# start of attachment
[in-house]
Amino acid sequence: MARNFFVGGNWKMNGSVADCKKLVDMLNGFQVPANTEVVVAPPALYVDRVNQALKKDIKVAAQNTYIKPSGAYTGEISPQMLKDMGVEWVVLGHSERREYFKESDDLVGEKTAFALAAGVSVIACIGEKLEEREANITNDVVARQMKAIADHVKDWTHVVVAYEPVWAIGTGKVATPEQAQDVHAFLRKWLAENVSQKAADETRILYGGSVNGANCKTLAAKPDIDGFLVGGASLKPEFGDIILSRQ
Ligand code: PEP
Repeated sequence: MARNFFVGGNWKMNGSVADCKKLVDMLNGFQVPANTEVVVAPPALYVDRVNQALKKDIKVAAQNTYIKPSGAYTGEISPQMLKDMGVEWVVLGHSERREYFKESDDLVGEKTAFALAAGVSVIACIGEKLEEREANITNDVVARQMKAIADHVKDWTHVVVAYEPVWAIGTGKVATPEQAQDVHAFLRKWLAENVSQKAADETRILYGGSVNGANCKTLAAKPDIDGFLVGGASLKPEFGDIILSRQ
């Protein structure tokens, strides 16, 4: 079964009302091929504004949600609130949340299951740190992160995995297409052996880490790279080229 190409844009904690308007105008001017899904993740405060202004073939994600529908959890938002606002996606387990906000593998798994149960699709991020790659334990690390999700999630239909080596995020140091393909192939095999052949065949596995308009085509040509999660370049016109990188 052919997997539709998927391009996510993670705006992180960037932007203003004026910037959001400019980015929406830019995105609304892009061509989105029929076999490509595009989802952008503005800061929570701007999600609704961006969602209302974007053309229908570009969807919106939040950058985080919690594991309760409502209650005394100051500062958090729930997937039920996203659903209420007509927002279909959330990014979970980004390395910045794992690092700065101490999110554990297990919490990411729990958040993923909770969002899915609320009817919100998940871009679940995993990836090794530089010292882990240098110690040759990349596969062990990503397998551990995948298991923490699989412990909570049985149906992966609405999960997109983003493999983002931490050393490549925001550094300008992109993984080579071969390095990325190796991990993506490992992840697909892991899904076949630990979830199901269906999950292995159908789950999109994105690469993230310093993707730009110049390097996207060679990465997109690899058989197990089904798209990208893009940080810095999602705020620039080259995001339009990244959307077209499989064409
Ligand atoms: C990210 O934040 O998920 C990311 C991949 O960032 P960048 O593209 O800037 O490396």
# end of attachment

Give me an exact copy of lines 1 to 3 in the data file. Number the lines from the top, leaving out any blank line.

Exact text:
[in-house]
Amino acid sequence: MARNFFVGGNWKMNGSVADCKKLVDMLNGFQVPANTEVVVAPPALYVDRVNQALKKDIKVAAQNTYIKPSGAYTGEISPQMLKDMGVEWVVLGHSERREYFKESDDLVGEKTAFALAAGVSVIACIGEKLEEREANITNDVVARQMKAIADHVKDWTHVVVAYEPVWAIGTGKVATPEQAQDVHAFLRKWLAENVSQKAADETRILYGGSVNGANCKTLAAKPDIDGFLVGGASLKPEFGDIILSRQ
Ligand code: PEP